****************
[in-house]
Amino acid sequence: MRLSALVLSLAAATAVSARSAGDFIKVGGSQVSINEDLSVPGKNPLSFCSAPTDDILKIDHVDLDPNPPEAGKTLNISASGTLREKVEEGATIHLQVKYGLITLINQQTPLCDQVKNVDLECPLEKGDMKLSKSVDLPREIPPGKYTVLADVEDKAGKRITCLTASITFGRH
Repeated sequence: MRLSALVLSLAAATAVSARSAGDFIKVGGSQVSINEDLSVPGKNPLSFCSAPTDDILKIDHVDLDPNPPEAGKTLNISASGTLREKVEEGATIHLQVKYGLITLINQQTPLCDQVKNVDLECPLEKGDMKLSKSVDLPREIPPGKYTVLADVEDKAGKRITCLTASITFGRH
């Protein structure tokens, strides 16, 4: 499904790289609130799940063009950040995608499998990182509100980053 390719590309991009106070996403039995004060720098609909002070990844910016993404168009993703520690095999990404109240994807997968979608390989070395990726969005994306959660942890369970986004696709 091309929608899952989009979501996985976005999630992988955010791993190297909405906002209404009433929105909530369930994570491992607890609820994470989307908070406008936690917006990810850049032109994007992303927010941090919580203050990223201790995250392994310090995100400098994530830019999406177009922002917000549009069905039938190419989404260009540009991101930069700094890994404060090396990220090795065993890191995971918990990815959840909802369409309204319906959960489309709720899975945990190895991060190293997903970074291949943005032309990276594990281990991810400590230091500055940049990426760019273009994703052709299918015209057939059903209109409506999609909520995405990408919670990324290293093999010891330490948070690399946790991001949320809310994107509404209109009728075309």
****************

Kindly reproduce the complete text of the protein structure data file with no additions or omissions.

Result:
[in-house]
Amino acid sequence: MRLSALVLSLAAATAVSARSAGDFIKVGGSQVSINEDLSVPGKNPLSFCSAPTDDILKIDHVDLDPNPPEAGKTLNISASGTLREKVEEGATIHLQVKYGLITLINQQTPLCDQVKNVDLECPLEKGDMKLSKSVDLPREIPPGKYTVLADVEDKAGKRITCLTASITFGRH
Repeated sequence: MRLSALVLSLAAATAVSARSAGDFIKVGGSQVSINEDLSVPGKNPLSFCSAPTDDILKIDHVDLDPNPPEAGKTLNISASGTLREKVEEGATIHLQVKYGLITLINQQTPLCDQVKNVDLECPLEKGDMKLSKSVDLPREIPPGKYTVLADVEDKAGKRITCLTASITFGRH
């Protein structure tokens, strides 16, 4: 499904790289609130799940063009950040995608499998990182509100980053 390719590309991009106070996403039995004060720098609909002070990844910016993404168009993703520690095999990404109240994807997968979608390989070395990726969005994306959660942890369970986004696709 091309929608899952989009979501996985976005999630992988955010791993190297909405906002209404009433929105909530369930994570491992607890609820994470989307908070406008936690917006990810850049032109994007992303927010941090919580203050990223201790995250392994310090995100400098994530830019999406177009922002917000549009069905039938190419989404260009540009991101930069700094890994404060090396990220090795065993890191995971918990990815959840909802369409309204319906959960489309709720899975945990190895991060190293997903970074291949943005032309990276594990281990991810400590230091500055940049990426760019273009994703052709299918015209057939059903209109409506999609909520995405990408919670990324290293093999010891330490948070690399946790991001949320809310994107509404209109009728075309």